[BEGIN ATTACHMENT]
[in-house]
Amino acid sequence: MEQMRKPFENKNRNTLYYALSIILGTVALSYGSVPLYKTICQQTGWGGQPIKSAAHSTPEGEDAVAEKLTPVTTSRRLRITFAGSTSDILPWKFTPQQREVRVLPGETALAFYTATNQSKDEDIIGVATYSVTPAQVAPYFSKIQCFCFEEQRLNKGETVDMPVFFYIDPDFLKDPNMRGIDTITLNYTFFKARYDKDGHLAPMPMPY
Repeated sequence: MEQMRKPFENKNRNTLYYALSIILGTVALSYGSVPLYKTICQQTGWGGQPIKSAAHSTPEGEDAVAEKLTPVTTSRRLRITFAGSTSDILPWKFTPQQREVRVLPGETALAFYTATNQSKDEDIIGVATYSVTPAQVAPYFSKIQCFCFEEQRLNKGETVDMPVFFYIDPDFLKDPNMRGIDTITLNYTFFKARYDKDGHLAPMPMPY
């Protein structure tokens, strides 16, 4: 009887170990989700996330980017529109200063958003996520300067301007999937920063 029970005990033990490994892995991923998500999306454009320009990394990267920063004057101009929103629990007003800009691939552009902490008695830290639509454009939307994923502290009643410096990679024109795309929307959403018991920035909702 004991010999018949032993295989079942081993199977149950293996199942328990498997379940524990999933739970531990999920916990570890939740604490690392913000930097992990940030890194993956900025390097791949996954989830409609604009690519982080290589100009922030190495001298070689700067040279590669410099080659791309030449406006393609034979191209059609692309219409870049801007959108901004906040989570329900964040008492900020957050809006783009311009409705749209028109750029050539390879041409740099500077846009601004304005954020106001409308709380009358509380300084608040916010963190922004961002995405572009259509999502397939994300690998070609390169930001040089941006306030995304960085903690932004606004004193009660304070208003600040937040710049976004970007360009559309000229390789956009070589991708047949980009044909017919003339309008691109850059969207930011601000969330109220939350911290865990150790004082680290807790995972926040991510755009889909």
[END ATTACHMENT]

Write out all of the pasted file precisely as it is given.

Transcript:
[in-house]
Amino acid sequence: MEQMRKPFENKNRNTLYYALSIILGTVALSYGSVPLYKTICQQTGWGGQPIKSAAHSTPEGEDAVAEKLTPVTTSRRLRITFAGSTSDILPWKFTPQQREVRVLPGETALAFYTATNQSKDEDIIGVATYSVTPAQVAPYFSKIQCFCFEEQRLNKGETVDMPVFFYIDPDFLKDPNMRGIDTITLNYTFFKARYDKDGHLAPMPMPY
Repeated sequence: MEQMRKPFENKNRNTLYYALSIILGTVALSYGSVPLYKTICQQTGWGGQPIKSAAHSTPEGEDAVAEKLTPVTTSRRLRITFAGSTSDILPWKFTPQQREVRVLPGETALAFYTATNQSKDEDIIGVATYSVTPAQVAPYFSKIQCFCFEEQRLNKGETVDMPVFFYIDPDFLKDPNMRGIDTITLNYTFFKARYDKDGHLAPMPMPY
């Protein structure tokens, strides 16, 4: 009887170990989700996330980017529109200063958003996520300067301007999937920063 029970005990033990490994892995991923998500999306454009320009990394990267920063004057101009929103629990007003800009691939552009902490008695830290639509454009939307994923502290009643410096990679024109795309929307959403018991920035909702 004991010999018949032993295989079942081993199977149950293996199942328990498997379940524990999933739970531990999920916990570890939740604490690392913000930097992990940030890194993956900025390097791949996954989830409609604009690519982080290589100009922030190495001298070689700067040279590669410099080659791309030449406006393609034979191209059609692309219409870049801007959108901004906040989570329900964040008492900020957050809006783009311009409705749209028109750029050539390879041409740099500077846009601004304005954020106001409308709380009358509380300084608040916010963190922004961002995405572009259509999502397939994300690998070609390169930001040089941006306030995304960085903690932004606004004193009660304070208003600040937040710049976004970007360009559309000229390789956009070589991708047949980009044909017919003339309008691109850059969207930011601000969330109220939350911290865990150790004082680290807790995972926040991510755009889909």